Push for stricter DUI laws continues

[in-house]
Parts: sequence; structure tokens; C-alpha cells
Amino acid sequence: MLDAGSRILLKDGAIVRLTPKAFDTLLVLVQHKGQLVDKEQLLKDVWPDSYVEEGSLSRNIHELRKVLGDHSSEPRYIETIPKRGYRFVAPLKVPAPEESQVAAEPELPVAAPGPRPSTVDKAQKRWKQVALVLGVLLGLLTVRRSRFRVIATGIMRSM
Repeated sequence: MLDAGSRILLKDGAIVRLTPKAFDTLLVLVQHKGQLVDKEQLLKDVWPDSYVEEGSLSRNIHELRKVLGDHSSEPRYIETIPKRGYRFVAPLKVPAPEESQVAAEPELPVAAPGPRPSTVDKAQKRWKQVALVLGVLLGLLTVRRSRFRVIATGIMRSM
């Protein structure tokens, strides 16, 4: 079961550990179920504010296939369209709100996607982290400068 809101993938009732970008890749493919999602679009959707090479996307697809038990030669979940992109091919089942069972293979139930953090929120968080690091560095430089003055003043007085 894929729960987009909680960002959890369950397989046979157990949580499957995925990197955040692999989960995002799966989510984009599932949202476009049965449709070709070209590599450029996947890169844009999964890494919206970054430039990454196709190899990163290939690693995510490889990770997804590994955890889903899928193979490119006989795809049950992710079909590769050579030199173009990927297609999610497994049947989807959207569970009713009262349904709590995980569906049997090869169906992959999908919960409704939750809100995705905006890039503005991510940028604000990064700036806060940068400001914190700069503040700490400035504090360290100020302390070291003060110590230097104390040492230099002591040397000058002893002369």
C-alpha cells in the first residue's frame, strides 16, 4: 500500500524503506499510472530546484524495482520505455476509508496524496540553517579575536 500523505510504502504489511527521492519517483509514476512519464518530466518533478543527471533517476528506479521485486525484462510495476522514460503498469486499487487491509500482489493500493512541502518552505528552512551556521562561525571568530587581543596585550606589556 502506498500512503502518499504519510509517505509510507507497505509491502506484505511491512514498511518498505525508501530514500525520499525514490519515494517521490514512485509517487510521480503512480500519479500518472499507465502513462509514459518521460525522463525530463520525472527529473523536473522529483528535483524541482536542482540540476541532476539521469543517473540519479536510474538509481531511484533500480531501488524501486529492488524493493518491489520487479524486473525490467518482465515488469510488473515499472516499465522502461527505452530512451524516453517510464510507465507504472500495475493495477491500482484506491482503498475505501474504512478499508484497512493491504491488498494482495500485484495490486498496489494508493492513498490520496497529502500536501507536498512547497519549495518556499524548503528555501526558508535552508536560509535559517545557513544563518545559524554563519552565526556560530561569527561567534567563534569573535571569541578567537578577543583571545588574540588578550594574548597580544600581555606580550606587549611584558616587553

WCHS8 of Charleston, WV is reporting that the West Virginia state legislature is looking at making the penalties for DUI more severe. Citing a rise in car accidents involving DUI, a new law is being worked on for the next session that would require all DUI offenders to have ignition interlock devices installed (presumably for a period of one year). If the DUI offender does prison time, the interlock period would increase to two years. As justification for this new requirement, the article states that in other states where this requirement is made, drunk driving rates have dropped by up to 50%. The initiative is endorsed by the West Virginia DMV, whose commissioner is quoted as saying the interlock device is an “effective way of reducing the DUI issue”. Interestingly, the article also states that the DMV plans on continuing to “strongly” enforce current DUI law. Consequently, the article also mentions that the West Virginia Governor is also looking at an initiative to help police better detect all types of impairment, including drug DUIs. My thoughts on the article and these legislative developments are as follows: First, West Virginia’s current law involving the ignition interlock devices, even for non-West Virginia residents, is very strict. If a person is charged with non-aggravated DUI (BAC between .08-.149) that person faces a 6 month license suspension, unless they agree to have the interlock ignition device installed in their car for an extended period. It has been my experience that my clients almost always have the interlock installed, because their very livelihood depends on it. Furthermore, the costs of the device, the fines, and court cost, are severe. It is my opinion that these repercussions are plenty, especially for the poor state that West Virginia is. I would be curious to see a study that compares something like the current West Virginia system to that of the extended requirement described above. My guess is that the justification stat cited above (drunk driving rates dropped by up to 50% with the interlock) compares no interlock ignition requirement to a mandatory installation, not a current one to an extended one. Second, the West Virginia Governor’s initiative to detect drug DUIs likely will be through what is known as the D.R.E. or drug recognition expert program. In a nutshell, there has been a nation-wide trend for state-wide police services to train officers to diagnose and detect people who are using controlled substances other than alcohol. These officers are then able to testify at trials as “experts” for the purpose of convicting drug DUI defendants by saying they can make medical diagnoses without the benefit of a degree in a medical field. (I will be monitoring the DRE situation in the months to come.) Ultimately, I believe this article is a foreshadowing of things to come: more costly requirements for DUI defendants to follow and more officers on the road looking for DUIs specifically. These developments are possibly based on junk science as I believe the study cited in the article is not comparing the DUI regime currently in West Virginia, and the DRE program allows police officers to testify to medical issues they have not received degrees for. Source: WCHS, “Recent Accidents Put Spotlight on WV DUI Laws” 8 October 2013